Two weeks in a row? Is Mercury in Retroblade? That sounds like a 90s Image Comics character: RetroBlade! The “A” in the name would be that Anarchy “Circle-A”. And, of course, he’d be covered in knives and pouches, which was the style at the time. There would have been a full-page ad in Wizard Magazine, but the project would never be published, as Rob Liefeld won the rights to the character in a poker game, and decided to, instead, incorporate him into Youngblood. And since Youngblood always starts, but never finishes…
Man, we just went on quite the ride there, didn’t we?! Anyway, let’s jump into this week’s pop culture rundown, shall we?
What the Hell happened to Jon Hamm? If there’s anyone who needs to fire their team, it’s him. They have never figured out how to position him after Mad Men, and they have squandered SO much potential! I mentioned this on Twitter, and someone said that they felt Hamm was having fun doing small stuff. Here’s the thing, though: He was being primed as a Leading Man. He was supposed to be the next Clooney! Ya know, all women want him, and all men want to be him. Plus, actors do the big tentpole things so that they can afford to do the smaller labors of love. He seems to be only doing the passion projects, which can’t be too lucrative for him. I know money isn’t everything, but we had a plan, Jon!
So, why am I ranting about Hamm’s career choices? Well, this week Fox aired a preview of his upcoming animated series, Grimsburg, and it is a MESS. Where to even begin? OK, so Hamm voices Detective Marvin Flute, an alcoholic cop who returns to his hometown of Grimsburg, which was apparently cursed by the Virgin Sacrifices of 1646. He’s called in to solve a special case and hopes that, along the way, he can also reconcile with his ex-wife and son.
For starters, this is one of those shows that’s “weird, for the sake of being weird”, and I loathe that. It’s one thing to be quirky, as that’s sometimes endearing. But this is just a mile-a-minute shtick machine that is so absurd at times that even Adult Swim would have passed on it. In the past 35 years, everyone – Fox, especially – has tried to make The Simpsons happen again. Some put their own spin on it, like Family Guy, while others are just like “Screw it, we’ll try something different.” So, understandably, prime time animation has evolved over that time. Presently, we live along a spectrum, where the extremes are The Simpsons on one end and something like Squidbillies on the other. Throughout that time, everything along that spectrum has found a home somewhere. If it didn’t work on Fox, maybe it’d work on a fledgling network (look at the animated shows from The WB era). If not there, Adult Swim was an option, especially if your show played well to stoners. Then, the Adult Swim competitors came along, like Fox’s ADHD and Syfy’s TZGZ blocks – neither of which exists today. At some point, the streamers got in on the action, with things like Netflix’s Bojack Horseman and F is for Family. Anyway, I bring all this up to say that, even with this spectrum and all of these options, I don’t know where a show like Grimsburg belongs. But it ain’t Fox.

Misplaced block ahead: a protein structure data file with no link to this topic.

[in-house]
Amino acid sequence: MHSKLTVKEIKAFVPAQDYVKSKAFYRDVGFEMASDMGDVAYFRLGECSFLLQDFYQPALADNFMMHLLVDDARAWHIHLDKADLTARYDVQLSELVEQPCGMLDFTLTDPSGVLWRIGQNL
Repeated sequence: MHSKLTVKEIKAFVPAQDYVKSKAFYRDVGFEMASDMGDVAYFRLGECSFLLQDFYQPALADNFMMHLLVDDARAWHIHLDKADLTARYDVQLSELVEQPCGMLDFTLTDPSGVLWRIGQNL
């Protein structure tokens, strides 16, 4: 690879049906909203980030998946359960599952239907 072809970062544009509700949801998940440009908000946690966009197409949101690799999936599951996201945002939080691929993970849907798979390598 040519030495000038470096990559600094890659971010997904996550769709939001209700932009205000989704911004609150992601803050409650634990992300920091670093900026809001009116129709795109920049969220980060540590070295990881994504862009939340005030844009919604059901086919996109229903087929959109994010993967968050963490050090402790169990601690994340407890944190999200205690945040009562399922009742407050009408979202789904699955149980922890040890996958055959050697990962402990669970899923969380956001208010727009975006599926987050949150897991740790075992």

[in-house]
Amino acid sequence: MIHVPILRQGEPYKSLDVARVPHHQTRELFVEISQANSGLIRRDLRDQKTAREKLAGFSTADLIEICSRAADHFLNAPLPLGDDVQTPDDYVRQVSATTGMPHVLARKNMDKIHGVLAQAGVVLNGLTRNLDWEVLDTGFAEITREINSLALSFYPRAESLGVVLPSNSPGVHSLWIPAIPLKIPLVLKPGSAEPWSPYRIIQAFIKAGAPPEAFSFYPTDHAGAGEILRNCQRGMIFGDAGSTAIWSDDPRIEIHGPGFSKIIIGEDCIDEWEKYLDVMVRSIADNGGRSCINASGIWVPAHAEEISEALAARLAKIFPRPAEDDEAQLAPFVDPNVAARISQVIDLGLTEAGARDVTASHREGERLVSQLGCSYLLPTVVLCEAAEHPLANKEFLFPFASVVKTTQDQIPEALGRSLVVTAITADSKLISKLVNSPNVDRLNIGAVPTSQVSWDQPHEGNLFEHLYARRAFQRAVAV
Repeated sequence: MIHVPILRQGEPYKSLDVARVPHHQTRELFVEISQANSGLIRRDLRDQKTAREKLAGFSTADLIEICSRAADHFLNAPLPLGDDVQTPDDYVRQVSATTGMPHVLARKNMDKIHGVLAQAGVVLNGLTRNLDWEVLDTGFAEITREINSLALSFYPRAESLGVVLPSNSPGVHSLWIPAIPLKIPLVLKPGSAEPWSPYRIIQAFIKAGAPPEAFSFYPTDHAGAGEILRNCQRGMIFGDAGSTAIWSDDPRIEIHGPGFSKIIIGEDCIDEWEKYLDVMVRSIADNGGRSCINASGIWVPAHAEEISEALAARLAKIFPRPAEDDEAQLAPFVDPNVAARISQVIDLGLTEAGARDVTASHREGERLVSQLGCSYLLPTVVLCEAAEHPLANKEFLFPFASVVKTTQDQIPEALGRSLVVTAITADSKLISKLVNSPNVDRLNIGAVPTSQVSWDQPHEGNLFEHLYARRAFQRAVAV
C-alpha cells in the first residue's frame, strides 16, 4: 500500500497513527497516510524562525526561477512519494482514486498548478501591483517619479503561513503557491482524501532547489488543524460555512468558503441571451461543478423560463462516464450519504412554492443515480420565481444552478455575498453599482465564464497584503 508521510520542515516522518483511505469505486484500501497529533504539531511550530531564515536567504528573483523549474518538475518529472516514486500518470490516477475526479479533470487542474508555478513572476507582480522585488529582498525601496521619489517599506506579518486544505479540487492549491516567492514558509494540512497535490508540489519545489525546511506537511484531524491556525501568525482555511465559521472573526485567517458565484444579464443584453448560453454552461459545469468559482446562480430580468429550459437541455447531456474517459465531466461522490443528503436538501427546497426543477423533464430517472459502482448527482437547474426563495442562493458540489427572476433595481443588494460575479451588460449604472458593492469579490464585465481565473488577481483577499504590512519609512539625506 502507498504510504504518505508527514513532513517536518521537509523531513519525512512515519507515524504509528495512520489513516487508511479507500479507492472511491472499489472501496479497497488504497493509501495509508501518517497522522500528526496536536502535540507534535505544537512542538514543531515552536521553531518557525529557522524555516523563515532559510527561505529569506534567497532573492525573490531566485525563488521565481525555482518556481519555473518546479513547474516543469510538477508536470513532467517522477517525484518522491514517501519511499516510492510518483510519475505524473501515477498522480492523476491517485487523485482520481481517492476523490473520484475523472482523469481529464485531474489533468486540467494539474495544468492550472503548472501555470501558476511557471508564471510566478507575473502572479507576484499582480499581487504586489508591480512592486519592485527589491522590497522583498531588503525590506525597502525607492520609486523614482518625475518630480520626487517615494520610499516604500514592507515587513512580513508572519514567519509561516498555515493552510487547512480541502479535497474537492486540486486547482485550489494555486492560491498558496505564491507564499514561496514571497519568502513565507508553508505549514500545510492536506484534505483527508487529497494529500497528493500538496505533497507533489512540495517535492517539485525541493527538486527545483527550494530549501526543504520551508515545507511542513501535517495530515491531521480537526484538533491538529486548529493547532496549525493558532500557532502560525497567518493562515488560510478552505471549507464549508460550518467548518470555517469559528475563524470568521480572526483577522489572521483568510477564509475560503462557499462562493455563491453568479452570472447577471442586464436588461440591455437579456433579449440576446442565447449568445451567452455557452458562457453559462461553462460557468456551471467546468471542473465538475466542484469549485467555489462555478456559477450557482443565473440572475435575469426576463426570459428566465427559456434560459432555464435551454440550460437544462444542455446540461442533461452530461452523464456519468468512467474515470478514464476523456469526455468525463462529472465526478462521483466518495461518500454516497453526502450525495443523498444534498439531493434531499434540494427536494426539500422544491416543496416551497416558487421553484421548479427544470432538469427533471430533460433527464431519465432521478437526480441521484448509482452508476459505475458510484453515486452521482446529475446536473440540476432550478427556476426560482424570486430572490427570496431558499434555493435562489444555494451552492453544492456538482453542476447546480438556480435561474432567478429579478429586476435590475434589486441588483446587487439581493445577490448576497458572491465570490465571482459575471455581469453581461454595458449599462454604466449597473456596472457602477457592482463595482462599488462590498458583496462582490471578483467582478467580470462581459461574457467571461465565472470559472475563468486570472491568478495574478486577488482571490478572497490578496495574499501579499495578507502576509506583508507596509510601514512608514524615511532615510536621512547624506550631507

Nothing here really works for me, as they just threw a bunch of ideas into a blender, and they dilute the product as a whole rather than strengthen it. Hamm is doing his best Will Arnett impression (Honestly, they should have just cast Arnett, but Hamm’s a producer, so…), but it’s jarring when compared to the visual representation of Marvin Flute. He’s an overweight, balding, slovenly man, voiced by one of the most handsome men in Hollywood. Usually I have no problem divorcing the voice from the actor, but something just won’t allow me to do that here. If they were honestly matching vocal talent to the character, it should be Arnett or even H. Jon Benjamin.
Then, there’s just the sheer absurdity of the supporting cast that results in the show simply having too many moving parts. Flute’s new partner is a cyborg, whose body was mostly destroyed in a freak merry-go-round explosion. Flute drinks cough syrup like he’s an Atlanta rapper, which sometimes triggers his “Detective Mode”. His ex-wife was literally raised by bears, and has the facial scars to prove it. The chief of police utters the line, “I’m a climate change denying Flat Earther, whose 23 & Me determined that I’m 12% Sasquatch.” Meanwhile, Flute’s wuss of a son has an imaginary skeleton friend who’s basically a chaos demon, a la Roger from American Dad. It’s like this show was created by A.I. after processing the past 3 decades of primetime animation. If this is the A.I. that we’re supposed to be scared is going to enslave humanity, then I don’t think we have anything to worry about.